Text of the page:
The great failure of the left has been that, in its attempt to be as charitable and inclusive as possible, it adopted not just a secularized view, but one often antagonistic toward religion being a part of government, even though religious impulses informed a great deal of their prior governmental policy. This meant, not only creating an even more fertile ground for the growth of the premillenialist strand, but also that their ideas were now isolated from their very foundations. Thus, the establishment left, did not do much at all to help out the civil rights movement, or the anti-war movements in the 60's. Rather, it was the Black postmillenialist churches which served as the central force behind the marches, boycotts, and protests which led to LBJ signing the Civil Rights Act.

While few may recognize it, Obama's presence represents a direct challenge to the premillenialist strand of Christianity and the moving of those postmillenialist traditions from the black churches, into the mainstream of American political discourse. In a similar manner, Al Gore, who also subscribes to a postmillenialist reading of the bible, has been demonized by the right for reviving a 200 year old Transcendentalist belief in the idea of environmental stewardship, and provided a challenge to the eschatological storyline, which was going so well for the premillenialist evangelicals.

It is ironic that what is considered Reagan's greatest achievement, of helping to bring an end to the Iron Curtain, also provided a blow to his strongest base. Reagan, who had successfully mingled his policy with that of the evangelical right, threw a monkey wrench into their narrative. The Soviet Union and America were supposed to be the great powers at war in Armageddon. With no Soviet Union, who's going to play Magog (or Gog) now? Suddenly the Islamic world seemed like a nice substitute, but the failure of the Bush doctrine in Iraq and Afghanistan disillusioned many on the right. Bush was supposed to be called of God (and implicitly that was why it was wrong to question anything he did; it was not just un-American but un-Christian) to bring about many of the prophesied events in the middle east previous to the second coming of Christ, but he failed. This is why, all of a sudden, its Obama and the democrats. And now that health care, one of the foundational postmillenialist policies, is the hot topic, this is an all out assault on their religious worldview.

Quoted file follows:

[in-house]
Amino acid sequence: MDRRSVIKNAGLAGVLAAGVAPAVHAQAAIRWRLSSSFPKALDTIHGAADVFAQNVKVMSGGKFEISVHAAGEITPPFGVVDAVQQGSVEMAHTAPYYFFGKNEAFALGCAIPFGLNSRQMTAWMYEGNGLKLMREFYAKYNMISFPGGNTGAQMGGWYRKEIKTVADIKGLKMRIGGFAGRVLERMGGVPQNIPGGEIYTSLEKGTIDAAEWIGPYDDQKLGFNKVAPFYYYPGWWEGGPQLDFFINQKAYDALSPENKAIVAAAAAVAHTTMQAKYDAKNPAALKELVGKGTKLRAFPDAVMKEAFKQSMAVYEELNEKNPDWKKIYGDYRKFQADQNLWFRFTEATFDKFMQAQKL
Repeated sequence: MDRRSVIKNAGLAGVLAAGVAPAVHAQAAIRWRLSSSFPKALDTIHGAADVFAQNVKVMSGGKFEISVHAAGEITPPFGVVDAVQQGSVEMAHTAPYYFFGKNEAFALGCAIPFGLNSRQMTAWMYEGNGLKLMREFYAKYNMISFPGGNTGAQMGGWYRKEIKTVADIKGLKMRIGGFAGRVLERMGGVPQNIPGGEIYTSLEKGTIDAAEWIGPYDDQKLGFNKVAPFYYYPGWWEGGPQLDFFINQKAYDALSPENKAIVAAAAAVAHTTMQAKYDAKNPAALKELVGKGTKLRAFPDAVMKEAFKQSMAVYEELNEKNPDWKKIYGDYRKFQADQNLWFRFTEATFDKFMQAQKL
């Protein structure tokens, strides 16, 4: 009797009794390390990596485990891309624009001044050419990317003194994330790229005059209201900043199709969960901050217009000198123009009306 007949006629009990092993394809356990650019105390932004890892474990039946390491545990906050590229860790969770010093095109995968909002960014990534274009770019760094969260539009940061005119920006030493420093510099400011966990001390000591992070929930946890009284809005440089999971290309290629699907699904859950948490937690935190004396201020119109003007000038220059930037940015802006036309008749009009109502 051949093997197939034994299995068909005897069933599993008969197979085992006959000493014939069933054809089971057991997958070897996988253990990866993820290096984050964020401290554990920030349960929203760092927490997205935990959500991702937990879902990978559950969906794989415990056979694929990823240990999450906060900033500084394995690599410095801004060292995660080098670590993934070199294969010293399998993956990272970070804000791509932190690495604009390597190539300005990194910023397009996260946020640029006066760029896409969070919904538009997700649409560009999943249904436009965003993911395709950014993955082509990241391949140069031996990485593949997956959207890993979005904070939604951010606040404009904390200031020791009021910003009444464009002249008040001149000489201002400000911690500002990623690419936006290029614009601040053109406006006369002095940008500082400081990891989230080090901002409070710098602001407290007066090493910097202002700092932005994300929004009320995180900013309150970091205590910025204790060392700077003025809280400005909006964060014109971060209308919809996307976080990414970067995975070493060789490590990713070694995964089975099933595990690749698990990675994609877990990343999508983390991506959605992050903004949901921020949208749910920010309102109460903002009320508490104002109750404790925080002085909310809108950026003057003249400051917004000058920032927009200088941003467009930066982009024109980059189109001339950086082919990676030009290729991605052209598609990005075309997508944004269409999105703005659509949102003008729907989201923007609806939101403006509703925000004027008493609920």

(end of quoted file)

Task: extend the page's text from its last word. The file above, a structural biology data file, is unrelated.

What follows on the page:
In this sense, Obama is seen as a heretic. From decades of propaganda on the right and indoctrination both on the part of politicians and their ecclesiastical co-dependents, there has been a narrative established of what America really is. This is just a newer update on a narrative older than out nation itself. It's our founding myth, which is essentially that Jesus set up America, won the revolutionary war for us through his providence(providing a nice way to omit the role played by those secular French), wrote the constitution, and because of that, as many misinterpret that last verse of Revelation, the Constitution is the infallible word that is not to be changed or there will be curses. Washington often even stands in as Christ (check out the rotunda inside the Capital building). Other founding fathers, the libertinous Franklin, and the secularized Jefferson, are overlooked for their unbelief. And inconvenient facts, such as the putting down of the Whiskey rebellion to retain an aristocratic staus-quo, are brushed aside. Then again, Americans know less about their own national history than any modern people, and what they do know, are largely mythical or apocryphal anecdotes. The greatest politician who was able to use premillenialist allusions was George W Bush, who built off of the groundwork of Reagan. For those indoctrinated into that way of seeing the world when Obama uses postmillenialist allusions he must be the anti-Chirst. The idea of antichrist, in modern prophecy belief, is a strong charismatic leader who unites the world. This is perhaps an idea implanted, not so much by scripture, but rather as a self-defense mechanism to preserve premillenialist prophecy belief against a leader who might resurrect postmillenialist responsibility and stewardship.

1 comment:

Parker said...

Awesome, awesome, awesome. You my friend are awesome. This was awesome. Like, totally...